In a reversal of earlier guidance that Americans don’t need to wear face coverings in public in order to combat the spread of the novel coronavirus, the White House is expected to announce in the coming days that wearing a mask, or covering the face with a bandana or scarf, is in fact advisable, according to memos created by the Centers for Disease Control and Prevention and shared with the White House this week.
In a copy of the guidance obtained by the Washington Post, the CDC recommends that “the community use of cloth masks as an additional public health measure people can take to prevent the spread of virus to those around them.” President Donald Trump added in a press briefing on Thursday that “I don’t think it will be mandatory,” and a White House official told the Post that the guidance would be “narrowly targeted to areas with high community transmission.” That largely tracks with what medical professionals told GQ earlier this week: that wearing a cloth mask isn’t a perfect solution, but it’s better than not doing anything.
The memos and guidance that the CDC shared with the White House clarify that N95 respirators and surgical face masks, both of which are in critically short supply, should be reserved for healthcare workers. So if you’re going to wear a mask—and you should; just listen to these experts—what are your options? Here is a running list of designers and manufacturers who are creating non-medical grade masks—we’ll update as more information becomes available.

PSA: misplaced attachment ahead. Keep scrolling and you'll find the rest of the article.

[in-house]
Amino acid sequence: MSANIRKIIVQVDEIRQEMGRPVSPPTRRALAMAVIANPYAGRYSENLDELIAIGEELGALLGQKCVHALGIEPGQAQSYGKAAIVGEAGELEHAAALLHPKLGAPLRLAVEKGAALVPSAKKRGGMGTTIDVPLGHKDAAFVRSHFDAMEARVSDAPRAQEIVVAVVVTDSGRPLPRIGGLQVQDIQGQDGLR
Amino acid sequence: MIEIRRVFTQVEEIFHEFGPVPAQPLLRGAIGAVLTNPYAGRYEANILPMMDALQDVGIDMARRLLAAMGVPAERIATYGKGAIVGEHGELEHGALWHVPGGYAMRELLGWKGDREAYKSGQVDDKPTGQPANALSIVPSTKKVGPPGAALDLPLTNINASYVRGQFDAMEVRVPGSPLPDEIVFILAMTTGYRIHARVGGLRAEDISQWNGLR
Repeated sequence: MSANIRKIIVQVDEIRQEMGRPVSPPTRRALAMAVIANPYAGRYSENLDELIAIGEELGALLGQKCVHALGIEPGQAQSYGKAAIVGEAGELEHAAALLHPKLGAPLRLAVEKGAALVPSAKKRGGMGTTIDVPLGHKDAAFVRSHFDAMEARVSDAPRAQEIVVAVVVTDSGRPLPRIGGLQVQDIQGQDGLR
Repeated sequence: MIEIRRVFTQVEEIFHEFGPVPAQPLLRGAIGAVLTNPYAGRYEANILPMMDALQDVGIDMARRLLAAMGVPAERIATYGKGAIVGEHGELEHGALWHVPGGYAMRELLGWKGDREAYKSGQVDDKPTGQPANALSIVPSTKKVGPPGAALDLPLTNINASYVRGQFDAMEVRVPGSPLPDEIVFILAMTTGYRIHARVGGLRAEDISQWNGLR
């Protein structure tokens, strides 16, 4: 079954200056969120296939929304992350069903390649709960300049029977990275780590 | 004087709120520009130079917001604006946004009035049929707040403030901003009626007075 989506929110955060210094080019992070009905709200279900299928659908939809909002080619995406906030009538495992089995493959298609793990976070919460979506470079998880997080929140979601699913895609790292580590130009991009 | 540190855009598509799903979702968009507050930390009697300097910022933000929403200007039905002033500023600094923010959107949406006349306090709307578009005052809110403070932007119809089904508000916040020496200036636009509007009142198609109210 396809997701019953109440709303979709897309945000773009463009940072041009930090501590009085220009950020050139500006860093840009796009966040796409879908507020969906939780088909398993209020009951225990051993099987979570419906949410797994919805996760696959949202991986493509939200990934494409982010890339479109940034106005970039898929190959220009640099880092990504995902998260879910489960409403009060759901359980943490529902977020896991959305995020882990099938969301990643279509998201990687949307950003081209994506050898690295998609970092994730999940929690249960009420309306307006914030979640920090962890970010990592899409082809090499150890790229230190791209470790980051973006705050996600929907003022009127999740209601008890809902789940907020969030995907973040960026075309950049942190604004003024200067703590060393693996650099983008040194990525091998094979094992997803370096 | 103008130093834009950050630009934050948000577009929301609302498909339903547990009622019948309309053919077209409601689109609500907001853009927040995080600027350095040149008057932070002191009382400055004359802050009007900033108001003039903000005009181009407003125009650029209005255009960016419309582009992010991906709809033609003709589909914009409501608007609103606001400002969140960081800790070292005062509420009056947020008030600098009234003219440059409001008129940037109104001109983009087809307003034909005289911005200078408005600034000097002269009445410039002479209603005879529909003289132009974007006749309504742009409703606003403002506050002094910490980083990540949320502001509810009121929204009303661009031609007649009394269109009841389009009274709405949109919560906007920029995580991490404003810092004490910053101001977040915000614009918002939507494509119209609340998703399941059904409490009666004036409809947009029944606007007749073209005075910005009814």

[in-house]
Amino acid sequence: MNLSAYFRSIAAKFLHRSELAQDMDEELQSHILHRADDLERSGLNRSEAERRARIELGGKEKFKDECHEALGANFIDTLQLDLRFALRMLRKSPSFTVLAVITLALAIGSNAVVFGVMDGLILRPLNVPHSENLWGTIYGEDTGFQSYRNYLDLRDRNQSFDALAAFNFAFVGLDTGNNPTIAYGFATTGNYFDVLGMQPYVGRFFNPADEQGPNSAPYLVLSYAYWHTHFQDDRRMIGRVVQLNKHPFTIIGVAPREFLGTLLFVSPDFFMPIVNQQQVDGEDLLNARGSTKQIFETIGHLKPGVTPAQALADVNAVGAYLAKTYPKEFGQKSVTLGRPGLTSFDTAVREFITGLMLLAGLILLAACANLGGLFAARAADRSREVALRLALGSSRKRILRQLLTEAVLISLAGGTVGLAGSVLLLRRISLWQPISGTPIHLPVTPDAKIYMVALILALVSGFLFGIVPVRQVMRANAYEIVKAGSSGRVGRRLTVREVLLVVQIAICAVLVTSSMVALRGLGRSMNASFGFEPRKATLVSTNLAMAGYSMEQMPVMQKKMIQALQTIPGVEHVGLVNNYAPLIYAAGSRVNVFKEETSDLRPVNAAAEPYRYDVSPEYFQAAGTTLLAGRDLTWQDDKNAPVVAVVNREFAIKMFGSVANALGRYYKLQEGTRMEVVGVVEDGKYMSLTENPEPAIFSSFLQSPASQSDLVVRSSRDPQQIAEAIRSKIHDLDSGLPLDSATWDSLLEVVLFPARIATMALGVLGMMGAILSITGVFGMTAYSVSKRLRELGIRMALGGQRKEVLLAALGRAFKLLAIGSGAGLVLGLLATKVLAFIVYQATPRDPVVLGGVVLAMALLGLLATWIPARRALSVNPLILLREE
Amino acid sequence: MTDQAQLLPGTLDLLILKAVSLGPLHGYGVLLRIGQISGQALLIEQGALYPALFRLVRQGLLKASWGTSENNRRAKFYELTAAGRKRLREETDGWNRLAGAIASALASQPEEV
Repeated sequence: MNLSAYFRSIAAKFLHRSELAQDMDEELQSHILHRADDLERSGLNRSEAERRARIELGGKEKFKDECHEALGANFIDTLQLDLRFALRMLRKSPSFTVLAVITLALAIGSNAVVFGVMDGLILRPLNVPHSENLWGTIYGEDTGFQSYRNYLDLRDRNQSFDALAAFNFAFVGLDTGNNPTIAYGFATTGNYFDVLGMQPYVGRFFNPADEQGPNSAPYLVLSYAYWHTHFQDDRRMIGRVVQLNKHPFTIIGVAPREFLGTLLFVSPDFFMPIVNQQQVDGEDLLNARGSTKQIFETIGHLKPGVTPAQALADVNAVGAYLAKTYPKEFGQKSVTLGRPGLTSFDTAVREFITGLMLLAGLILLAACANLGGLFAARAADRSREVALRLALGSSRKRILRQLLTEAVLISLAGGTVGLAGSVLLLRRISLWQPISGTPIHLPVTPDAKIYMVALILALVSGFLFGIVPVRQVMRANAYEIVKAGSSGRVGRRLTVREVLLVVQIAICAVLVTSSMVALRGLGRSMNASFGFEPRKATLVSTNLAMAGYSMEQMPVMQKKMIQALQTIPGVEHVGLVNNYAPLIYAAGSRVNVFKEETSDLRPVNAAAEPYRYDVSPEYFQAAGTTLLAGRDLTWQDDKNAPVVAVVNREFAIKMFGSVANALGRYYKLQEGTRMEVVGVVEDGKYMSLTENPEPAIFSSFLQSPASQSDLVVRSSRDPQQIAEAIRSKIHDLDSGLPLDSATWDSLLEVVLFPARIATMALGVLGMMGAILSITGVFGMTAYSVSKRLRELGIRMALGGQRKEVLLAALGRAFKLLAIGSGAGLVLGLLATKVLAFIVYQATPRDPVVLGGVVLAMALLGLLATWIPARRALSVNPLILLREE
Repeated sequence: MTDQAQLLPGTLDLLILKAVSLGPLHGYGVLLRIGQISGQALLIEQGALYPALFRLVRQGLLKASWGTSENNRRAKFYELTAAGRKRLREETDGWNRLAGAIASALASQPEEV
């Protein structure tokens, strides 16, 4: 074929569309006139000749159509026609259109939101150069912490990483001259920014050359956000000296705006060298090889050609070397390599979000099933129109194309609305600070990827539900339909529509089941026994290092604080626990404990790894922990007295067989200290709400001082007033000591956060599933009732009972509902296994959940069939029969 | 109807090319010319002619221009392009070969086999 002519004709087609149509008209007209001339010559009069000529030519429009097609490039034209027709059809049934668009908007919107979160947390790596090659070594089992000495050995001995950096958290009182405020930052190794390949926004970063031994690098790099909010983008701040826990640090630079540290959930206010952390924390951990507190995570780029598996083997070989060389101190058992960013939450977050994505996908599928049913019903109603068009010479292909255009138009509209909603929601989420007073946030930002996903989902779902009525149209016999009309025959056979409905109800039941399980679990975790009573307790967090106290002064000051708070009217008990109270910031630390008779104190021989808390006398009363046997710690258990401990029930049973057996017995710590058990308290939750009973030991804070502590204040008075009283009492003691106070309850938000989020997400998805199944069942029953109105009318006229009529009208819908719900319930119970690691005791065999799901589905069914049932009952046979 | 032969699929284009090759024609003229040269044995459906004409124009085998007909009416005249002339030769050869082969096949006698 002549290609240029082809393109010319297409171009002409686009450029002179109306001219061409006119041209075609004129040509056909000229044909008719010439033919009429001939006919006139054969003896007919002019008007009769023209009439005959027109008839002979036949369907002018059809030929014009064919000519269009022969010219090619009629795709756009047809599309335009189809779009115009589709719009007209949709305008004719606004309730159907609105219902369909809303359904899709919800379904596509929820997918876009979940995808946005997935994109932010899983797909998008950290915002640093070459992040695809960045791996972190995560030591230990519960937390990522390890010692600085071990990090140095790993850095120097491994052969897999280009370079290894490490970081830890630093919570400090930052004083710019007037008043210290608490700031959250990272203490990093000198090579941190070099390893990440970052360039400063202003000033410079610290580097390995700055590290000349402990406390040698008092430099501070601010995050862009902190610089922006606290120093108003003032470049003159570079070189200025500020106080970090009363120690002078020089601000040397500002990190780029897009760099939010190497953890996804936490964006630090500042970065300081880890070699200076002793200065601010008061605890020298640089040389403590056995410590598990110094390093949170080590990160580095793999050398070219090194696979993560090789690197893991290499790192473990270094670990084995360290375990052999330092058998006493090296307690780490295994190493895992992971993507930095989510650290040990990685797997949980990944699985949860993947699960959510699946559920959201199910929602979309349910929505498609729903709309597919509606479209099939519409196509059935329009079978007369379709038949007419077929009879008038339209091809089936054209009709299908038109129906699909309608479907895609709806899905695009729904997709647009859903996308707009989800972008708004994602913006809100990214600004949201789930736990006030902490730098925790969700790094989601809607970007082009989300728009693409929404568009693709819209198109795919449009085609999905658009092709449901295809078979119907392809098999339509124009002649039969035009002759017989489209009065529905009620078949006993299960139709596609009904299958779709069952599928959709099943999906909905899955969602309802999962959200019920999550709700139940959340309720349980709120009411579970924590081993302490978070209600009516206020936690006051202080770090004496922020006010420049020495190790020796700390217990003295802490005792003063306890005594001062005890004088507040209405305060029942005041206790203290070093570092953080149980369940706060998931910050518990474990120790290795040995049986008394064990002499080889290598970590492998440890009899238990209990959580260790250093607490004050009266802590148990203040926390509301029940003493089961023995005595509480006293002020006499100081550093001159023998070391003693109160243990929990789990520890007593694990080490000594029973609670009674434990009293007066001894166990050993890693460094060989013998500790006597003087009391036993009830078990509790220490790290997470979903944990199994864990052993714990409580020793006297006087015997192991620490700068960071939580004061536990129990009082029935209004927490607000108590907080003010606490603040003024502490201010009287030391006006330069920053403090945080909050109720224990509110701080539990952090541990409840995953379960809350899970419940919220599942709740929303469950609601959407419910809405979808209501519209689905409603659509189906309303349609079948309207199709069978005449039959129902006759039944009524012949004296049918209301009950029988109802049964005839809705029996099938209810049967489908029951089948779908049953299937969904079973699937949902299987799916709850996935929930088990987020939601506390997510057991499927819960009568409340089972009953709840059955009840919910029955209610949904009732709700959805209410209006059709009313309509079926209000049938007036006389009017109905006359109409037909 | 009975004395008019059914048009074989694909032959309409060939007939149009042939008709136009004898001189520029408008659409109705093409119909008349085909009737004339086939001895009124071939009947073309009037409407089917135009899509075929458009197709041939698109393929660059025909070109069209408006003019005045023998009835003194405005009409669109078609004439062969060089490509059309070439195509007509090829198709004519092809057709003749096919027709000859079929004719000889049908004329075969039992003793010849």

Ball and Buck
For the masked sportsman. Ball and Buck’s camo mask will keep you safe(r) on a trip to the grocery store, and also well camouflaged in the deer blind. Original camo mask, $20
Can a face mask be…sexy? Check out Maison Modulare’s French lace version and tell us we’re wrong.
Natalie Chanin is a longtime practicioner of “slow design,” making hand-sewn and machine-made womenswear garments in her factory in Florence, Alabama. All her pieces are made from 100% organic cotton sourced from the Texas Organic Cotton Marketing Cooperative in Lubbock Texas. Her non-medical grade masks are made from tight-weave cotton that is less permeable than standard cottons, and are washable and reusable.